Amira Gharib booked a three-week family trip to Turkey months ago, excited about seeing Ottoman mosques and the lush green landscapes of Bursa. Then she saw the images of Turkish soldiers trying to wrestle power from the government.
“It’s like they’re saying ‘don’t come’,” Gharib, a seasoned traveler from Dubai, said by phone. “I didn’t see this coming. I heard about the bombs but the coup was a surprise.”
The unsuccessful uprising within Turkey’s military over the weekend dashed hopes of reviving travel bookings for what remains of the peak mid-year travel season, following a 10 percent decline in visitors to the country in the first quarter of this year. The number of international visitors to Turkey is expected to decline 5.2 percent this year to 32.9 million, according to Euromonitor International.
Tourism is an essential source of foreign currency to finance Turkey’s current-account deficit and employs 8 percent of the nation’s workforce. The industry had looked for an improvement in bookings from efforts to mend relations with Russia and Israel, but those were sabotaged by a series of terrorist bombings from Ankara to Istanbul and then the insurrection over the weekend that left more than 200 people dead before the government regained control.
“The main impact of the coup attempt, taken together with the last attacks, means Turkey’s efforts to revitalize tourism will become largely ineffective,” Ali Sokmen, a London-based associate analyst for the European Union and Turkey at consultancy Control Risks, said by phone. “We are in the middle of the tourism season. The expected pick-up in tourism is from last-minute bookings and that’s highly sensitive to such events. The expectation for improvement from last-minute bookings is largely over.”
Turkish Airlines, also known as Turk Hava Yollari, dropped 6 percent at 10:43 a.m. in Istanbul, bringing the decline for the year to 24 percent. Tour operator Thomas Cook Group Plc and TUI AG fell 2.8 percent and 1.4 percent, respectively.
The U.S. Federal Aviation Administration has blocked U.S. airlines from flying to or from Istanbul or Ankara since the coup attempt began and prohibited all carriers, including foreign ones, from flying into the U.S. from Turkey either directly or through another country. The State Department on Sunday said it expects that stance will be re-evaluated in the next few days.
The U.S. earlier urged citizens to avoid travel to southeastern Turkey and urged them to reconsider travel there after the July 15 events, according to the State Department. The U.K.’s Foreign Office advised citizens against all but essential travel to certain areas in Turkey and said the threat from terrorism remains high in the country, according to its website.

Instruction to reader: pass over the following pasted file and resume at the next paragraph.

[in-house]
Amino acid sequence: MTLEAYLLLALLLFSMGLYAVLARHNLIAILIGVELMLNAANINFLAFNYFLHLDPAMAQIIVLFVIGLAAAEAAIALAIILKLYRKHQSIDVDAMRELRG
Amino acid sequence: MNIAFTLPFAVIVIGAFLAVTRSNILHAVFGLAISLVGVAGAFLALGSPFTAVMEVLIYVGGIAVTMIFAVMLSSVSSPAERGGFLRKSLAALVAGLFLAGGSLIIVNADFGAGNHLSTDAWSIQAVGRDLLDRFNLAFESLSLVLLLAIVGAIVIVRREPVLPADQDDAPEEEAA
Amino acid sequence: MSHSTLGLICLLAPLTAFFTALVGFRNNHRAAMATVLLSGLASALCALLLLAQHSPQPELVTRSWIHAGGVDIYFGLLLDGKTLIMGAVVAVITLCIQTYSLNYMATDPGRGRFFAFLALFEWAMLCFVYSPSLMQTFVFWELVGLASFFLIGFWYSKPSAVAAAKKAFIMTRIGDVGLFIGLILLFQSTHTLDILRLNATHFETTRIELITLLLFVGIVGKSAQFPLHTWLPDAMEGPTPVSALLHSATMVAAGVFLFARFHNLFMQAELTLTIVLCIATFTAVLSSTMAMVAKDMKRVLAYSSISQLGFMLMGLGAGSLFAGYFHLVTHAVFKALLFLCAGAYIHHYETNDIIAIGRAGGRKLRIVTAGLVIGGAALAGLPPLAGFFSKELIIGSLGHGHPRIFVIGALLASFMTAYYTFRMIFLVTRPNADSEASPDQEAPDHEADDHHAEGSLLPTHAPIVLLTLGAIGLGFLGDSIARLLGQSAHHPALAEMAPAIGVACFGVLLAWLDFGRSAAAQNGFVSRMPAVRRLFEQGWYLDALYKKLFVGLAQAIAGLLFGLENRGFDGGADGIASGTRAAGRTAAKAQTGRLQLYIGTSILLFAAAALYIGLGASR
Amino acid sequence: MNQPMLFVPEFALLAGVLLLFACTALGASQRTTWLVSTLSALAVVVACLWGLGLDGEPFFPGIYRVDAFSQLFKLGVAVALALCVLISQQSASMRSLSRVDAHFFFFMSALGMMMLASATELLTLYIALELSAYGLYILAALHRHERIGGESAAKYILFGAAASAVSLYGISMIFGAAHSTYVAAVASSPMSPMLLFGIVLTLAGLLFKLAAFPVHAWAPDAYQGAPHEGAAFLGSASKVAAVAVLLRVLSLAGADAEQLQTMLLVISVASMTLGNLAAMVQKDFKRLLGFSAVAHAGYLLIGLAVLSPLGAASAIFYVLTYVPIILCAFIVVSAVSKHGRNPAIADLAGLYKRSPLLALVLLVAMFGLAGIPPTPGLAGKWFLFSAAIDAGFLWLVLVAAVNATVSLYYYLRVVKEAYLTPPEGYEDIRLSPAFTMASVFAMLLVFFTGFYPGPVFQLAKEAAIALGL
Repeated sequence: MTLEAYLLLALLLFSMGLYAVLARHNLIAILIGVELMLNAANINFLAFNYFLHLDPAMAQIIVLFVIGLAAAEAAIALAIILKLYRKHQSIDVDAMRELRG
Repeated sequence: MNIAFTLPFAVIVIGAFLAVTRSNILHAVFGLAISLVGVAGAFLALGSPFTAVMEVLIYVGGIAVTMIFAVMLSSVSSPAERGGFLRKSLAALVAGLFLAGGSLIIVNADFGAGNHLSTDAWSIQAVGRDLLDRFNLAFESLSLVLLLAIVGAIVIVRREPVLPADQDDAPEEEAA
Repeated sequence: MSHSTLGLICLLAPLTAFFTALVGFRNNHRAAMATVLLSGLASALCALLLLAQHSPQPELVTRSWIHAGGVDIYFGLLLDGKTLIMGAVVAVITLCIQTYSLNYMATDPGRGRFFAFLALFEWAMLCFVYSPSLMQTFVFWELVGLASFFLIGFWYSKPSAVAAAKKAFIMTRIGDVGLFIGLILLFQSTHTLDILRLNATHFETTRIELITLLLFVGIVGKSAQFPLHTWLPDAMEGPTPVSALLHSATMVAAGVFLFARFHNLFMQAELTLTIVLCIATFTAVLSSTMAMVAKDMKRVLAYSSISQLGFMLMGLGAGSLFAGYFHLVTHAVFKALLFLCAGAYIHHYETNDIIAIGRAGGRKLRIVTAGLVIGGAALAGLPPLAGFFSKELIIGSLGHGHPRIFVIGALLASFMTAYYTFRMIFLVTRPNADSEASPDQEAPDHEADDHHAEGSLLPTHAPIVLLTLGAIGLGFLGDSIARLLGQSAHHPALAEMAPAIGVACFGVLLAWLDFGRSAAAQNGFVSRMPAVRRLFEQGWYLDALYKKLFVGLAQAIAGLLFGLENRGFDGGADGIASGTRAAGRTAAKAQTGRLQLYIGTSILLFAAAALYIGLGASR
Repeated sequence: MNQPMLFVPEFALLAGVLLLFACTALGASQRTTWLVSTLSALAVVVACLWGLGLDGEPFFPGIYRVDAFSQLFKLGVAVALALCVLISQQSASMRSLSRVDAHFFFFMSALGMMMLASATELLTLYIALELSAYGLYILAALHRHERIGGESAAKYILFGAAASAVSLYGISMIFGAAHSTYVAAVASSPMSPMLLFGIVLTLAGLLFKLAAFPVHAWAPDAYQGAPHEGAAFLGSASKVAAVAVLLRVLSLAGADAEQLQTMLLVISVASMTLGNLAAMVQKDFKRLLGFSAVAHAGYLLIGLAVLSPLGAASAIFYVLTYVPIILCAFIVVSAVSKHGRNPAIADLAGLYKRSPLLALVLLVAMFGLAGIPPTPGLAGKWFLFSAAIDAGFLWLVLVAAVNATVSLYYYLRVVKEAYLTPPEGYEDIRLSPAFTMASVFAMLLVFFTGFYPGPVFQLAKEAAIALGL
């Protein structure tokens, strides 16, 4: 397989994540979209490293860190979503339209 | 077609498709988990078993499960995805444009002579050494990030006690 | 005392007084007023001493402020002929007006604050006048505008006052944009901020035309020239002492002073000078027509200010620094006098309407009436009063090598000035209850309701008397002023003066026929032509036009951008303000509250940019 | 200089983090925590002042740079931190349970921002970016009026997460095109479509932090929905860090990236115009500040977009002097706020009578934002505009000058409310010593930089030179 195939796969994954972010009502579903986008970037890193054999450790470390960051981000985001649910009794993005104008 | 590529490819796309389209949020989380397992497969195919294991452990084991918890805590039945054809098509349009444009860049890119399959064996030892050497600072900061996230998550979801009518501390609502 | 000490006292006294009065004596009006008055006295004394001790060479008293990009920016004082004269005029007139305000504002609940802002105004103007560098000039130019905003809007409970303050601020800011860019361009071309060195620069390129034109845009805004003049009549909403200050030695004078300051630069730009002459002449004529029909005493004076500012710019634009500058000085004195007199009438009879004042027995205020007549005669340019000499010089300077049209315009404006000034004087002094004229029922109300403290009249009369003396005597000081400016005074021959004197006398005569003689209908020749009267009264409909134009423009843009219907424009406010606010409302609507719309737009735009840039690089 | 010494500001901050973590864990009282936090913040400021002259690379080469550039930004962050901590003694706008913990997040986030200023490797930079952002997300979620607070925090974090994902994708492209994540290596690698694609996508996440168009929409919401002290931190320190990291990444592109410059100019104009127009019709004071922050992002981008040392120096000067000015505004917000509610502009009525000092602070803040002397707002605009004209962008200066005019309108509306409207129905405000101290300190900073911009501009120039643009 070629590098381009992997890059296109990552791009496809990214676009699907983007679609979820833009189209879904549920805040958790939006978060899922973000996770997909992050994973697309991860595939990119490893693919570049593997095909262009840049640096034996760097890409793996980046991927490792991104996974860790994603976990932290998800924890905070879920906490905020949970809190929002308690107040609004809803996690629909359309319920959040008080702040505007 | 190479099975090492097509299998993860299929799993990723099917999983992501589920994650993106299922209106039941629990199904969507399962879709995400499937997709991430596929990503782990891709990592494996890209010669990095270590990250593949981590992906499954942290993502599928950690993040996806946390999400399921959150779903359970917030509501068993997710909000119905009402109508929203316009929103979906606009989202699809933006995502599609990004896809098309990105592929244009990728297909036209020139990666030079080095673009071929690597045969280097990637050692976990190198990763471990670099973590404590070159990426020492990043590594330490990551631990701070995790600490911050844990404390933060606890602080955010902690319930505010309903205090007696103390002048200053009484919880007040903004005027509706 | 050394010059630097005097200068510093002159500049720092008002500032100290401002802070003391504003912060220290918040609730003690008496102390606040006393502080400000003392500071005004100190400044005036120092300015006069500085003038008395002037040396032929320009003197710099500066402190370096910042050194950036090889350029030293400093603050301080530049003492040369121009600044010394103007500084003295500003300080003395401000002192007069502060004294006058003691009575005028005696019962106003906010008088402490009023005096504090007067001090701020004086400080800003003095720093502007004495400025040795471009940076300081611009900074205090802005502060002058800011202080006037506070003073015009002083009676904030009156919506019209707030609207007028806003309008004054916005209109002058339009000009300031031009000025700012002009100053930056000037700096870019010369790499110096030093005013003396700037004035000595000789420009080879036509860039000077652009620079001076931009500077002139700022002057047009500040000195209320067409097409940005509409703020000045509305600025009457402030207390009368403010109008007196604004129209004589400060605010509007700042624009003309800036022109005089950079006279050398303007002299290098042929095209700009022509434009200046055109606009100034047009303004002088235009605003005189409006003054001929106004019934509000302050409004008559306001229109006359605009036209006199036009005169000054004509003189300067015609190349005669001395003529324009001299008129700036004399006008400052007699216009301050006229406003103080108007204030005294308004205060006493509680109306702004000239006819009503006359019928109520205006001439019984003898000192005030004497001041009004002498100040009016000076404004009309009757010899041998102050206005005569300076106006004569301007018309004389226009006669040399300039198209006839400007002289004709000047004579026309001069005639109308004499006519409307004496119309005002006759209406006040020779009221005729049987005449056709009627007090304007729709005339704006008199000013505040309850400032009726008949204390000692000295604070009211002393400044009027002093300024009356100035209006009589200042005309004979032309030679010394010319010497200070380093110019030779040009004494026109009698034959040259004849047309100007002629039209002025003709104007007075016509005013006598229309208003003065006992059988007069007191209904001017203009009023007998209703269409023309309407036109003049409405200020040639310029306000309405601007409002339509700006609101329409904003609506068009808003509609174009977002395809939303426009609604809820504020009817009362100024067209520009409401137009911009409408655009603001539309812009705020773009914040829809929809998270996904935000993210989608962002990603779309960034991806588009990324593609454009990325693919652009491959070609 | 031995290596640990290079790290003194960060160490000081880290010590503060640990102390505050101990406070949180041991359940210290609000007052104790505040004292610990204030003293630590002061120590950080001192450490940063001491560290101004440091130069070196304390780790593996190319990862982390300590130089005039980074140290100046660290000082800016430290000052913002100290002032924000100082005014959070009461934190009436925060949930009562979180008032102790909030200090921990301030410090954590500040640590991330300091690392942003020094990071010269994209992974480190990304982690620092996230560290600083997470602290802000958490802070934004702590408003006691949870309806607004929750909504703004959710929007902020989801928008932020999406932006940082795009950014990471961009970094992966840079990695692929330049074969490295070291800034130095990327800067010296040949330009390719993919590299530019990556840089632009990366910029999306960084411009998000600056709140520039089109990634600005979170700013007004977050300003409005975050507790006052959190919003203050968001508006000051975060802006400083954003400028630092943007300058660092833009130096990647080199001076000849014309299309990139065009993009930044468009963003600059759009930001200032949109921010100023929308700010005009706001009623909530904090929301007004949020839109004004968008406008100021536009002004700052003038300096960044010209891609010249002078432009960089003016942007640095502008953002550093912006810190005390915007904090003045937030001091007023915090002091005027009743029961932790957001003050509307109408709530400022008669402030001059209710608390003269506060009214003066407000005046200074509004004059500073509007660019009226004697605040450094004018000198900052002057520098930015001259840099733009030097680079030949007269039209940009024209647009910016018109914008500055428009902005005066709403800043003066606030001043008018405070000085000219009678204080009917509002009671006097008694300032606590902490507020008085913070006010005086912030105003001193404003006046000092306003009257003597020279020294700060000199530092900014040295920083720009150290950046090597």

The attempted coup’s impact on Turkey’s travel companies extended beyond bookings. Airbus Group SE postponed delivery of a A320neo plane to Istanbul-based Pegasus Airlines, as the manufacturer and the leisure carrier agreed to seek a “better moment” for the ceremony, which was slated for July 19.
With recent terror attacks in Turkey already spooking travelers, further concerns about safety “could continue mid- to long-term if adequate security measures are not taken by the Turkish government,” Diana Jarmalaite, research analyst at Euromonitor, said by e-mail.
Travel by families is expected to decline the most as safety is their biggest priority, said Peter Goddard, managing director of Dubai-based TRI Consulting. Business travel will be the least impacted, though executives will be mindful of the locations and durations of their stays.
Travelers may look at alternative destinations with a similar Mediterranean experience such as Spain, Portugal or Greece. Gharib, the traveler from Dubai scared off by the coup attempt, said she switched to the more expensive option of exploring Roman ruins in Italy.
International airlines including Etihad Airways, Qatar Airways and Eurowings resumed flights to Turkey Sunday after most services to Ataturk and Sabiha Gokcen airports were canceled during the coup attempt. Turks living abroad will still want to visit family and friends back home, Sokmen said.
“Those on a flight to Turkey now probably want to make the best use of it and just say ‘let’s go have apple tea and shawarma’,” said Mark Martin, founder of aviation advisory Martin Consulting. “If we see another coup in a few months, it will be a warning about flying to Turkey. It’s something that’s definitely worrying.”
–With assistance from Richard Weiss
©2016 Bloomberg L.P.
This article was written by Deena Kamel Yousef from Bloomberg and was legally licensed through the NewsCred publisher network.